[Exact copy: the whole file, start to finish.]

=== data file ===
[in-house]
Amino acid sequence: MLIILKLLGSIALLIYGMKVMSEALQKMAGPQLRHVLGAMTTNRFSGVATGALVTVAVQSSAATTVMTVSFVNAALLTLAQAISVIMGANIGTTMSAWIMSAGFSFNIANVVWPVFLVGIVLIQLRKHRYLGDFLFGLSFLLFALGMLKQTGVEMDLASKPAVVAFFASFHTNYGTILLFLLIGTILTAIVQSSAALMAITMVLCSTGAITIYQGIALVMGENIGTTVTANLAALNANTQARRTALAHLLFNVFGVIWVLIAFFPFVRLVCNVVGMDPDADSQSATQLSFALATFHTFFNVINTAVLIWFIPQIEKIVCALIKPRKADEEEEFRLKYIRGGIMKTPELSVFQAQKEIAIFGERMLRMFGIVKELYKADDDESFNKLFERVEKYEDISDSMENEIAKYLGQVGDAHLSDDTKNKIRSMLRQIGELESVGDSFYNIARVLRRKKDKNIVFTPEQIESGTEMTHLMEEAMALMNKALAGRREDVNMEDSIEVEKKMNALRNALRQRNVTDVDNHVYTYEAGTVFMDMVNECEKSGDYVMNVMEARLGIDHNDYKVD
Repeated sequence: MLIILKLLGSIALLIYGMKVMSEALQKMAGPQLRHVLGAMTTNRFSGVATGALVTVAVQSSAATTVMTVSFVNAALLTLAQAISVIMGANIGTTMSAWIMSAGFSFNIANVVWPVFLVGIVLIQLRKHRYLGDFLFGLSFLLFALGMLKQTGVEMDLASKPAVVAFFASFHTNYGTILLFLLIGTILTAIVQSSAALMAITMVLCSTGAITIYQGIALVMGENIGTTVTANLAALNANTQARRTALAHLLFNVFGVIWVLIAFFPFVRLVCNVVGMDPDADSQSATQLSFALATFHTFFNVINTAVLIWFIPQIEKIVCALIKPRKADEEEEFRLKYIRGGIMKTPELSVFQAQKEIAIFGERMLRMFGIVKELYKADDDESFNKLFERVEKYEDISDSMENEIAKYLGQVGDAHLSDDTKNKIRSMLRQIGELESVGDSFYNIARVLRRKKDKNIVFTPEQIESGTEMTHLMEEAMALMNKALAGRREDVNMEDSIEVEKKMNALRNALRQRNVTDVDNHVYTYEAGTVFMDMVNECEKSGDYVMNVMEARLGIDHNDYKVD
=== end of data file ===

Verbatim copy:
[in-house]
Amino acid sequence: MLIILKLLGSIALLIYGMKVMSEALQKMAGPQLRHVLGAMTTNRFSGVATGALVTVAVQSSAATTVMTVSFVNAALLTLAQAISVIMGANIGTTMSAWIMSAGFSFNIANVVWPVFLVGIVLIQLRKHRYLGDFLFGLSFLLFALGMLKQTGVEMDLASKPAVVAFFASFHTNYGTILLFLLIGTILTAIVQSSAALMAITMVLCSTGAITIYQGIALVMGENIGTTVTANLAALNANTQARRTALAHLLFNVFGVIWVLIAFFPFVRLVCNVVGMDPDADSQSATQLSFALATFHTFFNVINTAVLIWFIPQIEKIVCALIKPRKADEEEEFRLKYIRGGIMKTPELSVFQAQKEIAIFGERMLRMFGIVKELYKADDDESFNKLFERVEKYEDISDSMENEIAKYLGQVGDAHLSDDTKNKIRSMLRQIGELESVGDSFYNIARVLRRKKDKNIVFTPEQIESGTEMTHLMEEAMALMNKALAGRREDVNMEDSIEVEKKMNALRNALRQRNVTDVDNHVYTYEAGTVFMDMVNECEKSGDYVMNVMEARLGIDHNDYKVD
Repeated sequence: MLIILKLLGSIALLIYGMKVMSEALQKMAGPQLRHVLGAMTTNRFSGVATGALVTVAVQSSAATTVMTVSFVNAALLTLAQAISVIMGANIGTTMSAWIMSAGFSFNIANVVWPVFLVGIVLIQLRKHRYLGDFLFGLSFLLFALGMLKQTGVEMDLASKPAVVAFFASFHTNYGTILLFLLIGTILTAIVQSSAALMAITMVLCSTGAITIYQGIALVMGENIGTTVTANLAALNANTQARRTALAHLLFNVFGVIWVLIAFFPFVRLVCNVVGMDPDADSQSATQLSFALATFHTFFNVINTAVLIWFIPQIEKIVCALIKPRKADEEEEFRLKYIRGGIMKTPELSVFQAQKEIAIFGERMLRMFGIVKELYKADDDESFNKLFERVEKYEDISDSMENEIAKYLGQVGDAHLSDDTKNKIRSMLRQIGELESVGDSFYNIARVLRRKKDKNIVFTPEQIESGTEMTHLMEEAMALMNKALAGRREDVNMEDSIEVEKKMNALRNALRQRNVTDVDNHVYTYEAGTVFMDMVNECEKSGDYVMNVMEARLGIDHNDYKVD